Players dipped chicken tenders in sauce, took pictures and made fun of each other’s golf swings.
A few fun hours at TopGolf Jacksonville was part of the week leading up to the TaxSlayer Bowl last December. Kentucky’s players mingled, but for the most part, they mostly seemed to hang out with players in their own position groups.
In small gathering areas behind each tee, wide receivers messed with each other, defensive backs cracked jokes and offensive linemen huddled up.
One of the few exceptions to the position-centered clusters was Stephen Johnson.
The Cats quarterback mingled effortlessly among the groups that day, moving from tee to tee, talking with everyone from freshmen to seniors, from walk-ons to stars.
Johnson was everywhere.
“That’s Stephen,” running back Benny Snell said when the scenario was brought up this week. “He’s one of those guys. He’s a people person.”
The 6-foot-2, 185-pound junior-college transfer has a way about him. Teammates and coaches can’t really pinpoint exactly what it is, but they all are fans of the senior and not just because the Cats are 12-5 with him as their primary quarterback.
“You have to start with his leadership, No. 1,” Coach Mark Stoops said of Johnson on Monday night. “He’s just such a special kid. He has one of those personalities where he’s a leader without really trying to have to be because everybody just looks up to him.”
They look up to him for good reason, offensive coordinator Darin Hinshaw said of the player from Rancho Cucamonga, Calif., whom he said has “good charisma about him.
“There’s also just keeping your mouth shut and going to work,” he said. “There’s something about that, too. He goes to work every day.”
All of that equates to a team that wants to play for its quarterback, senior offensive lineman Nick Haynes said.
“He’s just a good guy,” Haynes said. “I hang out with him all the time and he’s just a good dude. You want to play for somebody like that. That’s all it is.”
“You watch him take hits and he doesn’t yell at anybody,” Haynes said. “If I was taking those hits, I’d yell at everybody on the offensive line. He doesn’t yell or anything. He says, ‘We’ll be all right.’ … Stephen’s perfect to me. I wouldn’t trade him for anybody else.”
If you’re a wide receiver who wants more catches, Johnson stays after practice to work with you.
Johnson ranks fourth in the league in total offense (230.3 yards) and is fifth in passing yards per game at 206.3. He’s thrown or rushed for a score in nine of the last 10 games.
If you’re a center who is having problems with snaps, Johnson stays after practice to work with you. If you’re a tight end that the quarterback has struggled to connect with on a specific play, Johnson will work with you all summer to get it right.
“This is what I’m here for,” Johnson said about all that extra work with teammates. “Just getting extra snaps with Bunchy (Stallings), getting extra throws with Garrett (Johnson) and all the other receivers.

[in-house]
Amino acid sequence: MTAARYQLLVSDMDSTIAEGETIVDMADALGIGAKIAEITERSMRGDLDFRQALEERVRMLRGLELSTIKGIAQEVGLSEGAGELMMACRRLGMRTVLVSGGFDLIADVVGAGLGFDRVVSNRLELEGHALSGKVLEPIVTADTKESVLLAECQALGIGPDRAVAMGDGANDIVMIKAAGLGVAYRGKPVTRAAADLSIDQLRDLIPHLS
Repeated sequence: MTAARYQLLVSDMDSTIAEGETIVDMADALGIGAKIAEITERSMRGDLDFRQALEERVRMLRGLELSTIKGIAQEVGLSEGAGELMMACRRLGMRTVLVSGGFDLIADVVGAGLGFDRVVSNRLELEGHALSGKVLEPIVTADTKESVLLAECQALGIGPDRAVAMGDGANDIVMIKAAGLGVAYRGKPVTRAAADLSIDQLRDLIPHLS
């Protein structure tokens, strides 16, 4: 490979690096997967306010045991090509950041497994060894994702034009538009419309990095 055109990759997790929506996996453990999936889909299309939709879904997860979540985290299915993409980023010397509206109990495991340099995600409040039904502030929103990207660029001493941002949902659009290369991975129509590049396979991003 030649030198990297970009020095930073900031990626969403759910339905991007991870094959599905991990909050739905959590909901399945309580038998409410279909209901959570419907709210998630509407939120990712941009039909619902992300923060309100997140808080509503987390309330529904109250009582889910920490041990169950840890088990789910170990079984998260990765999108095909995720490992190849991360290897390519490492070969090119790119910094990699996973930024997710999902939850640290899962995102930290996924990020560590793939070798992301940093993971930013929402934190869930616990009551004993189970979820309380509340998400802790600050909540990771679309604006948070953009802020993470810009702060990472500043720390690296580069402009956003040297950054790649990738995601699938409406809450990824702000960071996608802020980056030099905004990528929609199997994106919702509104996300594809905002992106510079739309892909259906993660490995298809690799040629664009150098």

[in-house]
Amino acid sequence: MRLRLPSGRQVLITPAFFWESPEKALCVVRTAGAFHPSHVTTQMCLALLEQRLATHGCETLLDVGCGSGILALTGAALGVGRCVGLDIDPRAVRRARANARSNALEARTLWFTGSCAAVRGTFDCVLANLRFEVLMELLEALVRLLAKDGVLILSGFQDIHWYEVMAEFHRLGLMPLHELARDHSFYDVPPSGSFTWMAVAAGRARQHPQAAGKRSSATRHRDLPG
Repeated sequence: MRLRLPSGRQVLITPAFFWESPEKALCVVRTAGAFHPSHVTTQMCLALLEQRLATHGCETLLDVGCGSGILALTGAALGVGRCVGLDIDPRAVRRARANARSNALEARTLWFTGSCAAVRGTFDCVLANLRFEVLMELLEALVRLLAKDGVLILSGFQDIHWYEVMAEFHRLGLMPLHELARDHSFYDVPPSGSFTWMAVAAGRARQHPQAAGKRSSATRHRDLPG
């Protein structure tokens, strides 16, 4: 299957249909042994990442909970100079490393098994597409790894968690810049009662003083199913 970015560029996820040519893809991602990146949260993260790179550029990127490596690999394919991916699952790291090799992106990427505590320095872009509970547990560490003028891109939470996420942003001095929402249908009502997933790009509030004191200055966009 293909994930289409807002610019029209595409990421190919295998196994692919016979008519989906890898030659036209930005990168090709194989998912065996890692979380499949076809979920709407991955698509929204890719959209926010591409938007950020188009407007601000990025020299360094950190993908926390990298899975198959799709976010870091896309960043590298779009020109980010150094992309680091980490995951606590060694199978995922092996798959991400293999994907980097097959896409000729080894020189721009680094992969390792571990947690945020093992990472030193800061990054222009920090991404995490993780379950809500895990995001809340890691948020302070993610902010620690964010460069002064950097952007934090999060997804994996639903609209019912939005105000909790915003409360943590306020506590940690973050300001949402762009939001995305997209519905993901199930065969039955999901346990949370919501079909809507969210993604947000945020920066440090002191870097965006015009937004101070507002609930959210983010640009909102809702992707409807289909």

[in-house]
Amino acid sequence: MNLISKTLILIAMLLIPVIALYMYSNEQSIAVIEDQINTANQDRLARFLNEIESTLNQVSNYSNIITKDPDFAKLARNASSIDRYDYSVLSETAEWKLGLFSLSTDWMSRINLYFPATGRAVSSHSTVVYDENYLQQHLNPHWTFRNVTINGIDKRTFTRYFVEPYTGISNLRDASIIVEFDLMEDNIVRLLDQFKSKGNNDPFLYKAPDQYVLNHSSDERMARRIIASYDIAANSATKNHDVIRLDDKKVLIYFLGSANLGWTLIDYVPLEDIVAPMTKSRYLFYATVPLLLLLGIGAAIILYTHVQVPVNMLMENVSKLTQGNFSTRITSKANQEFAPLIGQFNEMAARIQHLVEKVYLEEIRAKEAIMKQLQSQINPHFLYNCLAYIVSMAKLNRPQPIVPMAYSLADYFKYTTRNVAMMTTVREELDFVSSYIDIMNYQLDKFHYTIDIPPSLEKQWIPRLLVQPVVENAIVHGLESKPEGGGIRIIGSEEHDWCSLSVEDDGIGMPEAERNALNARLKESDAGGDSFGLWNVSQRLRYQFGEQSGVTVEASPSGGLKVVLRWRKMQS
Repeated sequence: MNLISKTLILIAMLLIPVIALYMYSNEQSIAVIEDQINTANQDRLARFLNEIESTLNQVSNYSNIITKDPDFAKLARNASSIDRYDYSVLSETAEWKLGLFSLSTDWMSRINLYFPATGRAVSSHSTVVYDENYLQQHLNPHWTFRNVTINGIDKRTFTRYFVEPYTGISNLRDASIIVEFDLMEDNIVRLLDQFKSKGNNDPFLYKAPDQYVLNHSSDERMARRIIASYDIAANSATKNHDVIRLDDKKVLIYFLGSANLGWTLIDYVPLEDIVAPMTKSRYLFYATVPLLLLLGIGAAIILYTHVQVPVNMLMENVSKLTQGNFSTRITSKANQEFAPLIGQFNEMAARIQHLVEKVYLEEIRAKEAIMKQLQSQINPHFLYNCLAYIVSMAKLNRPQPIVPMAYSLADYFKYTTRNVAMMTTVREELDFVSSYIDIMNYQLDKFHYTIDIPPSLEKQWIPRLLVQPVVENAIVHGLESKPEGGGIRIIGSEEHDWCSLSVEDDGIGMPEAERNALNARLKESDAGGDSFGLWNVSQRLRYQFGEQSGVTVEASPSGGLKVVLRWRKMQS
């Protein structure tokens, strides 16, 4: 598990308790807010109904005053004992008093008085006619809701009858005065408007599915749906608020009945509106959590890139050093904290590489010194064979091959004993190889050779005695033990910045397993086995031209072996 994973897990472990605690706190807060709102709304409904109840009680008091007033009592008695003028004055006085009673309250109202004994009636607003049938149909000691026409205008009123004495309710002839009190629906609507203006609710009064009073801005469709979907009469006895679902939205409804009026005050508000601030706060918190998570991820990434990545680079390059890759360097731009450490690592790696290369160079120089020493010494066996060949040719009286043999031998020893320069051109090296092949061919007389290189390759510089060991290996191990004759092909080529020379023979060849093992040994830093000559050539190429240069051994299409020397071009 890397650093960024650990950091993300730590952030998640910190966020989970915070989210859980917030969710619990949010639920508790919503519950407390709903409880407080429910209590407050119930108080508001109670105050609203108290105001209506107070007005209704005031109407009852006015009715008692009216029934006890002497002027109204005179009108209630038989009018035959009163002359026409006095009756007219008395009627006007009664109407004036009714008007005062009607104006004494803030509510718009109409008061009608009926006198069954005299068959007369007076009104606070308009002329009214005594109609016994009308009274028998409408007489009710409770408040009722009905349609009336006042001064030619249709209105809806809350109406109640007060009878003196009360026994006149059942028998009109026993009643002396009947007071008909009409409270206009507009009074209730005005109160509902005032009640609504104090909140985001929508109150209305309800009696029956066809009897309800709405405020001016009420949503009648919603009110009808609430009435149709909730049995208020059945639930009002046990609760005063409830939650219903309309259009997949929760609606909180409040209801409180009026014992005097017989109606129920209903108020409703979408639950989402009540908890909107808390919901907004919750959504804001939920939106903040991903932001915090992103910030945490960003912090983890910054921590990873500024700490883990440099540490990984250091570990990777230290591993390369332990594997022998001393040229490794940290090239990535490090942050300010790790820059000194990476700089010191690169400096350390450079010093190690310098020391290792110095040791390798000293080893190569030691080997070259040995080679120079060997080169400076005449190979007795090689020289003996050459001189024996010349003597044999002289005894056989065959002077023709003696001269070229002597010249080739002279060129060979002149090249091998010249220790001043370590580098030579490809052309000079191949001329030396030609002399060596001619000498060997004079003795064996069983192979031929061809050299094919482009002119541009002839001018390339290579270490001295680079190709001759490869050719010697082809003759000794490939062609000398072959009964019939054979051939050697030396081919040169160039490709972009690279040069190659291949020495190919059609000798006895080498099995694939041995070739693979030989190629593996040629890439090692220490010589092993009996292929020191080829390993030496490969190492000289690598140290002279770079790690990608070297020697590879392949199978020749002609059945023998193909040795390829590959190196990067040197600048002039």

“Just going through plays. We have a limited time of practice. The extra we can get just helps us out in the game.”
All the extra work has paid off for Johnson, too.
The Cats quarterback is completing 63.9 percent of his passes this season, third best in the Southeastern Conference and nearly 10 percentage points better than his rate last season.
That number could get even higher, Hinshaw said.
“He’s missing some throws, what I call duck throws, easy throws,” he said of Johnson, who has connected on 99 of his 155 passes for 1,238 yards and nine touchdowns.
“His feet get a little bit out of whack, but he’s doing a good job of picking up defenses when we need him to. His medium-range passes have gotten a lot more accurate. If he continues to improve in the second half of the season, it will be a big boost for us.”
You have to admire the way he’s taking care of the football this year. Ball security was an issue for him a year ago. He has some experience under his belt and he came back this year and it was vitally important to him and our team and the program to take care of the football and he’s done that.
Mark Stoops, on QB Stephen Johnson
The senior ranks fourth in the league in total offense (230.3 yards) and is fifth in passing yards per game at 206.3. He’s thrown or rushed for a score in nine of the last 10 games.
In UK’s last nine games, Johnson has 15 touchdown passes to just three interceptions. Through six games, he hasn’t lost a fumble after coughing up six last season.
“You have to admire the way he’s taking care of the football this year,” Stoops said. “Ball security was an issue for him a year ago. He has some experience under his belt and he came back this year and it was vitally important to him and our team and the program to take care of the football and he’s done that.”
While much of the chatter this week going into the game at Mississippi State will be on Bulldogs star quarterback Nick Fitzgerald, Johnson is a handful to defend, too.
The senior quarterback will see how he stacks up against a Mississippi State defense that is eighth nationally, giving up just 284.8 total yards a game. The Bulldogs are permitting 155 yards passing per game, fourth best in the country.
They’ll have a test with Johnson, Coach Dan Mullen said this week.
“He’s understanding his offense, and understanding his reads,” Mullen said of UK’s quarterback, who has four runs of 20-plus yards this season and two scores on the ground.
“He is a great athlete and can make plays with his feet, but also has the maturity of knowing when not to. Younger guys sometimes make plays with their feet first and then they learn how to throw second. He seems to have that balance and understanding of what they are trying to accomplish.”
Kentucky at Mississippi St.
4 p.m. (SEC Network)